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Marathon Co. Ramps Up Internet Predator InvestigationsSubmitted: 02/27/2013
Story By Lyndsey Stemm


WAUSAU - One in seven children will be propositioned by predators online.

But the Marathon County Sheriff's Department will soon have more tools to help catch online predators. This month they joined the Wisconsin Internet Crimes Against Children Task Force.

Most Sheriff's Departments already have divisions that deal with investigating internet crimes. Marathon County does, too. But becoming a member of ICAC will open up more opportunities for funding.

The money will help them with their biggest struggle in fighting internet crime.

"Staying with the times. We've been having, I don't want to say difficulty keeping up with the times, but it's expensive, it's time consuming. We cannot ignore resources like this and try to continue," says Lt. Greg Bean.

The department hopes to use the money to hire more officers. They would be specifically committed to catching online predators.

Lt. Bean says they just joined the program, but they've already requested to add the new position of Technology Detective.

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SHAWANO - Health workers want to stop the spread of an infectious disease in the Shawano area.

The Shawano-Menominee County Health Department is investigating an outbreak of a disease called  shigella.

The disease causes flu-like symptoms.

It's been connected to several day care centers in Shawano and Hillcrest Primary School.

Health officers say shigella is very contagious.

Those who become ill should stay home to avoid spreading it.

The disease usually lasts five to seven days.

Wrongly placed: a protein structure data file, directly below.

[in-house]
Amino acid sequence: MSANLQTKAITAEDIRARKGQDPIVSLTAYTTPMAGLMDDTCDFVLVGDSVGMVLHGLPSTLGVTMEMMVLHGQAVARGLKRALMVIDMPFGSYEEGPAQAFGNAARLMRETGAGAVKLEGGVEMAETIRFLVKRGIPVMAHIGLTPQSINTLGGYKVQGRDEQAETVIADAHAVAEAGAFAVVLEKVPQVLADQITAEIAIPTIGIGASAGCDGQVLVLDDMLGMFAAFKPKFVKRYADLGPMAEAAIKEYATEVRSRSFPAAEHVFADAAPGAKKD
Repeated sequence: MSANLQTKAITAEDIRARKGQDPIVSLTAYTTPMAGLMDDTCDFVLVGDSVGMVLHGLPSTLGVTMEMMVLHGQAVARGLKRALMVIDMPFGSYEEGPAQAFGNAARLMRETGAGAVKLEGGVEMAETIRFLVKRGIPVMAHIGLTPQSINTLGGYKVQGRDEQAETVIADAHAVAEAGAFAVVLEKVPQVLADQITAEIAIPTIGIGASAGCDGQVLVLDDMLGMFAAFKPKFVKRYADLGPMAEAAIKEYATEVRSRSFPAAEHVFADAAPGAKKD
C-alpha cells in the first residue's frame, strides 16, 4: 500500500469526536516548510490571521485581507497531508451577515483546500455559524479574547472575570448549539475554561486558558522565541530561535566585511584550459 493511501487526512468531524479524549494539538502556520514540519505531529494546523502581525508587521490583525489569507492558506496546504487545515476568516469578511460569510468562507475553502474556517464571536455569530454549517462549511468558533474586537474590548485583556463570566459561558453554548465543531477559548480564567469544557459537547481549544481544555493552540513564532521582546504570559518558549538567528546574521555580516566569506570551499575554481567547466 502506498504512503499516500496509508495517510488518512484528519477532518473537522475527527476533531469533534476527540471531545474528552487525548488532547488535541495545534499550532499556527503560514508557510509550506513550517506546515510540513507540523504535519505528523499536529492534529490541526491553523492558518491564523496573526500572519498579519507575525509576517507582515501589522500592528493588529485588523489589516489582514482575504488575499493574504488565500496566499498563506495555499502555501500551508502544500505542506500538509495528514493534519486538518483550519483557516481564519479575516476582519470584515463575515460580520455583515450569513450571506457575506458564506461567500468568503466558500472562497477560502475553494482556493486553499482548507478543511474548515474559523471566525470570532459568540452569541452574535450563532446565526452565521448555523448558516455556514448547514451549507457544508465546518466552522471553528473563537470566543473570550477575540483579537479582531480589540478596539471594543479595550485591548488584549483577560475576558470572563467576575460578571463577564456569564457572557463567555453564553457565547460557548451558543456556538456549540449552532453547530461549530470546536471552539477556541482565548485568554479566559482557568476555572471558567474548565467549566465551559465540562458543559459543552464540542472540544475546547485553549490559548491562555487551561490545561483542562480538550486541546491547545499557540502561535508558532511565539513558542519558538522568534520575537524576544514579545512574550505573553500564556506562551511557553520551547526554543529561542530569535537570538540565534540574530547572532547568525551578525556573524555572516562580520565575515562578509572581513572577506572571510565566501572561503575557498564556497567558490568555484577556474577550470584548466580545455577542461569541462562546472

Washing hands and other hygiene measures can help stop its spread.

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PRICE COUNTY - The Price County Sheriff's Office says that 76-year-old Lola Schmidt died after a truck vs. train crash on Saturday.

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RHINELANDER - You can find a lot of signs around downtown Rhinelander this summer. Some say "road closed," others say "detour". But some new, large signs will help you find all the downtown businesses are still open.

Downtown Rhinelander, Inc. printed several laminated signs directing people to those downtown shops and restaurants.  The signs will be placed on Lincoln Street as well as various entry points downtown.

Hext Theater Owner Jim Hext, who serves as DRI's promotions director, says some store owners put signs up in front of their buildings, which made a big difference.

"A lot of traffic flowed to their businesses then because of the signage that they put up," Hext said.  "So this is in hope that people will kind of see that as well too."

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Instead of going down Brown Street as in years past, the parade will step off right in front of the Oneida County Courthouse on Oneida and Davenport Streets.  The route will then go down Pelham Street, past City Hall, and north up Courtney ending at Young Street.

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WASHINGTON - The United States Supreme Court Tuesday formally rejected an appeal from Wisconsin which sought to put restrictions doctors working at abortion clinics.

The Justices on Tuesday refused to hear appeals from both Wisconsin and Mississippi.

They involved laws that would have required doctors who perform abortions at clinics to have admitting privileges at nearby hospitals.

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Federal appeals courts in Chicago and New Orleans earlier ruled against the states.

Mississippi's law would have closed the lone abortion clinic in the state, in Jackson.

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